The Masters - Round One
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Rory McIlroy's decision Monday to withdraw from the 2023 RBC Heritage came as a surprise, and though no reason has been given by the world's No. 3 golfer, the move will come with a penalty. The PGA Tour will reportedly dock McIlroy $3 million of the $12 million he earned from his finish in the Player Impact Program last year, according to Sports Illustrated.

McIlroy finished runner up in the PIP -- a year-long evaluation of the most popular players who (theoretically) generate the most revenue for the PGA Tour -- last year to Tiger Woods. As he has already reportedly been awarded $9 million of the $12 million he earned in PIP funds, he will not be given the remaining $3 million owed to him due to missing the RBC Heritage. The Tour is effectively fining him $3 million, though it will not be money he has to pay the organization.

Why all of this over a WD?

Players who placed in the PIP (23 in 2022) are required to play all but one designated event in 2023 to receive their winnings. This was reported back in November after the 2023 schedule was implemented. McIlroy, having already missed the Tournament of Champions in January, is now missing a second such event in the RBC Heritage.

The Tour will not require players to play designated events in 2024, though they will be incentivized to be part of those fields given more FedEx Cup points awarded at those events and the path to getting into the events the following year is fairly narrow (just the top 50 in the FedEx Cup will qualify). Though participating will no longer be mandatory in order to receive PIP funds, one would be playing with fire to not show up.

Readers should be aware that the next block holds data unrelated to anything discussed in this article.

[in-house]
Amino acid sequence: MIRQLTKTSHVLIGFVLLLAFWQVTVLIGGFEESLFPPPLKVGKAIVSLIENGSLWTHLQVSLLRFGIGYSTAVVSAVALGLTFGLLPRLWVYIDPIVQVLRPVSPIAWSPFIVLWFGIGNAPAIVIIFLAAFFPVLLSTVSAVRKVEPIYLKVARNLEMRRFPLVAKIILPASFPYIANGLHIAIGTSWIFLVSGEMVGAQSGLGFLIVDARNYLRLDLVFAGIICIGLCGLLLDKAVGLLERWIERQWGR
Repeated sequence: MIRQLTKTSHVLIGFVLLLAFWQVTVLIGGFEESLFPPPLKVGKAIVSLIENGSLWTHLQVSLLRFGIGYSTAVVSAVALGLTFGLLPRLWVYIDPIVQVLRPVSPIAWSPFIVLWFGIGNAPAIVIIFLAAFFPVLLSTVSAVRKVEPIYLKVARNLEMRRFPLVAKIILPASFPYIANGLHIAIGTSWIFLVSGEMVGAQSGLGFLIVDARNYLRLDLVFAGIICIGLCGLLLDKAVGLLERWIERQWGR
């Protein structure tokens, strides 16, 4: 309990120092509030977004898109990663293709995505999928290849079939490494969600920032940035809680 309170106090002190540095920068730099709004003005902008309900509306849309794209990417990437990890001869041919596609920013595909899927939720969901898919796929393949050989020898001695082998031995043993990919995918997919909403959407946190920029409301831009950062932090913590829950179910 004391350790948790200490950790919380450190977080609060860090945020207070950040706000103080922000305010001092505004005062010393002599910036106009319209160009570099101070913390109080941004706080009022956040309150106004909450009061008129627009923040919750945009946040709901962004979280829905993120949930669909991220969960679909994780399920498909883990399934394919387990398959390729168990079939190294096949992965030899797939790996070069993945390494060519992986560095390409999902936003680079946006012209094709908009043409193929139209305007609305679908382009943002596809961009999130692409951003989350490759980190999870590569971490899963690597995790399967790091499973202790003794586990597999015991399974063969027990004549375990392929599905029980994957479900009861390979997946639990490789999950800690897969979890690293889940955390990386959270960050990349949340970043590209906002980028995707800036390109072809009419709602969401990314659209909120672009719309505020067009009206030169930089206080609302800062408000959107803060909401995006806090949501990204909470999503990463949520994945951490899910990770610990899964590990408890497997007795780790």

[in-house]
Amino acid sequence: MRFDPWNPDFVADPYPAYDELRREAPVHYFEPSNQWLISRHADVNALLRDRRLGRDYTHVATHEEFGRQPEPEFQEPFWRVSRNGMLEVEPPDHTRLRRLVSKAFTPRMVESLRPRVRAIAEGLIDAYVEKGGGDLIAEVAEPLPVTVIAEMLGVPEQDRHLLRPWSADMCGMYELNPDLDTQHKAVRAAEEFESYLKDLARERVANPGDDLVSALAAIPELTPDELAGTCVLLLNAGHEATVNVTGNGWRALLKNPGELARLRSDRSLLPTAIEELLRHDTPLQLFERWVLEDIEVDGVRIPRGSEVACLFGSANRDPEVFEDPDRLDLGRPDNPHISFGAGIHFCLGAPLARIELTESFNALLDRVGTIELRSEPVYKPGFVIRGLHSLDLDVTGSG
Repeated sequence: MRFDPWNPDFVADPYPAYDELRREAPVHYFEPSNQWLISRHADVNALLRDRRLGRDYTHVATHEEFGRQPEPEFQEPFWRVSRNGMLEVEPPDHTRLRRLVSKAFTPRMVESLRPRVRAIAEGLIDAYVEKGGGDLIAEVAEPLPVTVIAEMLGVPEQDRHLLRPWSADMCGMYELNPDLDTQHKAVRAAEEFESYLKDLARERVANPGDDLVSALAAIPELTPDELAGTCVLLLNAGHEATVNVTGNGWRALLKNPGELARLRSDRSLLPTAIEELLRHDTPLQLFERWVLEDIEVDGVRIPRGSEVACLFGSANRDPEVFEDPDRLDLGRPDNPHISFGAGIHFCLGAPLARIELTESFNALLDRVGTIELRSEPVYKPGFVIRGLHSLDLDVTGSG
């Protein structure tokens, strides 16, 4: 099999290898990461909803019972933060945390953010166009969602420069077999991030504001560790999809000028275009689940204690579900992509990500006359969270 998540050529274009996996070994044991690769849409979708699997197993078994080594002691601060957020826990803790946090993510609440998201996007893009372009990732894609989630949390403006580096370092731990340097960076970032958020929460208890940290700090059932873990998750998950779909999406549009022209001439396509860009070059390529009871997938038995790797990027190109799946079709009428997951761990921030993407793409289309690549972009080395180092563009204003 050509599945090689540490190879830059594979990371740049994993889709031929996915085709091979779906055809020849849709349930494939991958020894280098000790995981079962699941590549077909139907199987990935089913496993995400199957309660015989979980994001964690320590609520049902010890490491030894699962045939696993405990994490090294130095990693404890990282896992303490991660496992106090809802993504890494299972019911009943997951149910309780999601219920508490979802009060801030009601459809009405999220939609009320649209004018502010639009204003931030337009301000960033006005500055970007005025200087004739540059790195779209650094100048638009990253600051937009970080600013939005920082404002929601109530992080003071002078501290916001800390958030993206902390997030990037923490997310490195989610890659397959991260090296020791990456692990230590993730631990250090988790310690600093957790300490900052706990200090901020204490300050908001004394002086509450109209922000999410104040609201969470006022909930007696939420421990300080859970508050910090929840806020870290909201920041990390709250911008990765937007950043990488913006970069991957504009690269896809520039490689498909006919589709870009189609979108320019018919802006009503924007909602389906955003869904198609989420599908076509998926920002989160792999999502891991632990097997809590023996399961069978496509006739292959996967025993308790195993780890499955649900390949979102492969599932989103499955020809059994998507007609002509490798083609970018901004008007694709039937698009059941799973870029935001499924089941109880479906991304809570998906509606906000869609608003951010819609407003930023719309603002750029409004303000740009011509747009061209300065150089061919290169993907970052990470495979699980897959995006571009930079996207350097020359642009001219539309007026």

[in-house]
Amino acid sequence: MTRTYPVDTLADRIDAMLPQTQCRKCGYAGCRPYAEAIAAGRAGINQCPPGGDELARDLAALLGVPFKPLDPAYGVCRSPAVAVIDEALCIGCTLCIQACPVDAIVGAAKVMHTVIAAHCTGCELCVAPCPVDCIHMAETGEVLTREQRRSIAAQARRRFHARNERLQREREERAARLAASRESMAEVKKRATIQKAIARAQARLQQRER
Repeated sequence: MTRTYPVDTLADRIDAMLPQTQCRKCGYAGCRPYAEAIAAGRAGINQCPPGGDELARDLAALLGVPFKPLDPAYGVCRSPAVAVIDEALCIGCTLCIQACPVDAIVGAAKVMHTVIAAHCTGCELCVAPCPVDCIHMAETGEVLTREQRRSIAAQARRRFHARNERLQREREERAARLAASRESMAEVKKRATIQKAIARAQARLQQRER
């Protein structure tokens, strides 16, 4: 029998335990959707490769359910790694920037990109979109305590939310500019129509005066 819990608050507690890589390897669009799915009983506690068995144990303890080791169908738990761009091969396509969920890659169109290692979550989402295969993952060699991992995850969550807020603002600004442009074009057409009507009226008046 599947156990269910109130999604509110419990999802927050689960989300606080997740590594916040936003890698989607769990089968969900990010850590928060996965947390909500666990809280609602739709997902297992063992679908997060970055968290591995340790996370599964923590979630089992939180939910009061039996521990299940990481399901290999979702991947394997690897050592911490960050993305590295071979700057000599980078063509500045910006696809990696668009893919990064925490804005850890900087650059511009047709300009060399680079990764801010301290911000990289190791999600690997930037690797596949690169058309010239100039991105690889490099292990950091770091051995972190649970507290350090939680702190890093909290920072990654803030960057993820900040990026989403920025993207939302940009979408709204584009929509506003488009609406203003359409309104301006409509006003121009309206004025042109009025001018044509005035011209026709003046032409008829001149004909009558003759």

Coincidentally, during the final episode of the Netflix documentary "Full Swing," it was McIlroy who told a PGA Tour executive that a number of star players were unhappy about the "mandatory" nature of the designated events for 2023. He went on to say that he told these players: If I can show up for the designated events, so can you.

While McIlroy will not be playing at the RBC Heritage, reigning Masters champion Jon Rahm will be in attendance despite a career achievement last week. Though he was exhausted after a taxing week, Rahm said he wanted to show up because he made a commitment.

"It did cross my mind [to withdraw]," he said."It did cross my mind, but I made a commitment earlier in the year, and I want to honor that commitment. I also, talking to [my wife] Kelley, I put myself in the shoes of not only the spectators but the kids as well. If I was one of the kids, I would want to see the recent Masters champion play, good or bad, just want to be there."

McIlroy has been criticized for not taking a similar attitude toward the RBC Heritage. However, given there has been no word from his camp about the reasoning behind the WD, there are hardly enough facts upon which to build such an opinion.

Regardless, missing out on $3 million is a big deal for anyone -- even someone as successful as McIlroy.